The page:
Aug. 1, 2014
KNOXVILLE, Tenn. -- The Tennessee Volunteers hit the field Friday night for the opening practice of fall camp, a two-hour workout on Haslam Field.
Head Coach Butch Jones was pleased with the effort of his football team, but reminded everyone that the first one is easy, the story now is how the players come back to the field tomorrow and the other 20+ practices that remain on the pre-season schedule.
"It was good to get back out on the grass to go to work," Jones said. "There was a lot of thinking going on, a lot of great energy. Now the challenge for the football team comes. You've had one practice and you can never simulate being in football condition. You can have the greatest summer that you can possibly have, but it never simulates football conditioning. How do we bounce back tomorrow? What kind of mindset do we have at 7:30 in the morning walking into our team meeting? What's our mental approach?"
Jones spoke at length leading up to camp about becoming a player led team, a theme he continued to focus on after the opening practice.
"I thought our older players did a great job of coaching our younger players," said Jones. "Everything is about habits. We're forming habits, we're forming our identity, we're forming our style of play, so every rep is critical."
The Volunteers have stepped up the intensity level for this fall camp, turning up the dial in every area, starting with a team meeting Thursday night and extending to the dinner table, the meeting rooms and, finally, the practice field.
"We've challenged every player in our program from yesterday to today in our meetings in retention of information, even right away in the meetings," Jones said. "Even our meetings have been intense and that's what you've got to have to get a lot of players ready to play for the first time."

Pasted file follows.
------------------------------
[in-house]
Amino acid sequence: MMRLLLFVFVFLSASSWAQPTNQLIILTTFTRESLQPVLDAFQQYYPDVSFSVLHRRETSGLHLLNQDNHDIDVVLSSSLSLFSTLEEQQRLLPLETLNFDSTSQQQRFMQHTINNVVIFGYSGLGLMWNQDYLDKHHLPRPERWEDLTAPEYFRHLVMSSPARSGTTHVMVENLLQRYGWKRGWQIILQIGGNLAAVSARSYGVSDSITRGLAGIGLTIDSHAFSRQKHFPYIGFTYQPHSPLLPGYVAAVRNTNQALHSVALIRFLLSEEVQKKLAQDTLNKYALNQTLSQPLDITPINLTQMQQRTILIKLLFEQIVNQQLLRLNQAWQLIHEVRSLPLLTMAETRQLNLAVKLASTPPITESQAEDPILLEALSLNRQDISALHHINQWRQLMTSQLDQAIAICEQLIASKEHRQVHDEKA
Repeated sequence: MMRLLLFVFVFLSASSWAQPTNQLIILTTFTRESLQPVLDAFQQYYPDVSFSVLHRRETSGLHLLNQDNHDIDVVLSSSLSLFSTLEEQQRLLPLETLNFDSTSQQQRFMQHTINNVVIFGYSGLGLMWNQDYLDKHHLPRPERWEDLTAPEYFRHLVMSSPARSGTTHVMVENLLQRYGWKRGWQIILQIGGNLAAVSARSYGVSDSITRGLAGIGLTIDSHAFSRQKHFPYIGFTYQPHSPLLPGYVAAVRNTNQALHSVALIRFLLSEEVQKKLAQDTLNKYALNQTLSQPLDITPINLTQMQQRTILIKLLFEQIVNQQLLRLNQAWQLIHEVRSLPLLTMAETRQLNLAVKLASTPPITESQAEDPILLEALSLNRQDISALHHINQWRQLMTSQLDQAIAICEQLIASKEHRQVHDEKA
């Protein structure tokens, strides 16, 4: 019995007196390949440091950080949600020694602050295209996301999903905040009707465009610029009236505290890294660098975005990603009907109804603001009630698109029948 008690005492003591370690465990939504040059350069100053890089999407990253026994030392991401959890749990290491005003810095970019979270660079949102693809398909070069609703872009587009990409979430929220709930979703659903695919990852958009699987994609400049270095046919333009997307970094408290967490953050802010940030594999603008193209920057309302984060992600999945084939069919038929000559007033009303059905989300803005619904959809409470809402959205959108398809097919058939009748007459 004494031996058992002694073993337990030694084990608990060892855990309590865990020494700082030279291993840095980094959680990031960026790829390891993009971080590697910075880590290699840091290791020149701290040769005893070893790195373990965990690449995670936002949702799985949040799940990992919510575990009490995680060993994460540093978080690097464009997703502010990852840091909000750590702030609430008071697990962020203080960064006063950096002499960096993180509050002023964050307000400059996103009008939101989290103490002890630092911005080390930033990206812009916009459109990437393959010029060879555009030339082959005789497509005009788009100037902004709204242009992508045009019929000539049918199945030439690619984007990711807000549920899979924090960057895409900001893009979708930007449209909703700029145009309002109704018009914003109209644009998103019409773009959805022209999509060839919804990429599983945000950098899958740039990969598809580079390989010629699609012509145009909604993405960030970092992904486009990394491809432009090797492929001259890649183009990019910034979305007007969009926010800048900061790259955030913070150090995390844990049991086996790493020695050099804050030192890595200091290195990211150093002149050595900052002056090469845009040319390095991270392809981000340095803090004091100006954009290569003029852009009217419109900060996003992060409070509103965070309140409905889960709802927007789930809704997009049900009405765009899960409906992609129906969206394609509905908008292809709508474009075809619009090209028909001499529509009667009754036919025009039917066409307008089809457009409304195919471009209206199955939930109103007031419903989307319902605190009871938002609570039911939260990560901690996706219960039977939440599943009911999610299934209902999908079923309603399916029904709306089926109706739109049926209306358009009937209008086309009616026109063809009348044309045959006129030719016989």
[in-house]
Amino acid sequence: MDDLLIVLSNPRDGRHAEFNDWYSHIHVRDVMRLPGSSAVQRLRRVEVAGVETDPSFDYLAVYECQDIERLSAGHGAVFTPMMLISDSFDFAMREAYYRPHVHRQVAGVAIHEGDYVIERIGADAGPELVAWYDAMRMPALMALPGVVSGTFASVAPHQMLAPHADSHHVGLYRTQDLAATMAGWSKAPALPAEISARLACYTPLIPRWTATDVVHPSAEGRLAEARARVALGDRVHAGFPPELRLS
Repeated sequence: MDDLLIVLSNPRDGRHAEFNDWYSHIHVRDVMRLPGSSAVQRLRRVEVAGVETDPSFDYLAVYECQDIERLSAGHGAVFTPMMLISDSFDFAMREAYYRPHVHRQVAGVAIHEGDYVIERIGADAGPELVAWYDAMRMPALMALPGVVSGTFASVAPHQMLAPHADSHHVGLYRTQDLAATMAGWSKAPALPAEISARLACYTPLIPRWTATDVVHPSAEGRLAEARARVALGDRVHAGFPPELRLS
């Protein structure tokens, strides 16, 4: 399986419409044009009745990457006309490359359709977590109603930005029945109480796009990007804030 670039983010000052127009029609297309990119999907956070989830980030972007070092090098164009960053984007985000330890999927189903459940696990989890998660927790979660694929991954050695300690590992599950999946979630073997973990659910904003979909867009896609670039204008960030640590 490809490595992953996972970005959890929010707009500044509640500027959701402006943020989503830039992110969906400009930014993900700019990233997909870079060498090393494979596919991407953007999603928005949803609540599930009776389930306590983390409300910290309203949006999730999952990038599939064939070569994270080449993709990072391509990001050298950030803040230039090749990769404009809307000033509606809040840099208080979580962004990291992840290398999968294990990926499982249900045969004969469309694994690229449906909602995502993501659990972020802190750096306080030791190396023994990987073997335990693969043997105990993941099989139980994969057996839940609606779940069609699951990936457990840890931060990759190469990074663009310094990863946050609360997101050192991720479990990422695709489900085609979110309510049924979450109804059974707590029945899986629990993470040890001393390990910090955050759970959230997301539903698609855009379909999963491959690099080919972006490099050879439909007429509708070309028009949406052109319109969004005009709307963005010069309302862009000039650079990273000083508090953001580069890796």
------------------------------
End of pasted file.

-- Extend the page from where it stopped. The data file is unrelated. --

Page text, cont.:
A.J. THE INVALUABLE
One of Tennessee's most notable linebackers has begun the final training camp of his collegiate career. A.J. Johnson. He comes back not only with three years of experience in the program, garnering SEC and All-American honors, but also with the title of a true leader.
"AJ is invaluable and you can't simulate game speed repetitions and game experience," head coach Butch Jones said. "A.J. Johnson has played a lot of football here. We have really challenged him from the communicative aspect, spending time with the younger players, talking football with them.
"One of the things A.J. discussed is, overall as a football team, improving our football intelligence. And that is something we are spending a lot of time on. But to have his experience. I watch where our players sit, who they kind of gravitate towards, and I am always looking at Dillon Bates and it is amazing, he is always finding AJ Johnson and sitting next to him."
The decision for Johnson to play an additional year with Tennessee came with much thought but more enthusiasm and focus.
"When I made my decision, somebody told me `Whatever decision you make, make the best of it' and that's what I'm doing," Johnson said. "It's full speed. Everything I do, I'm trying to go full speed.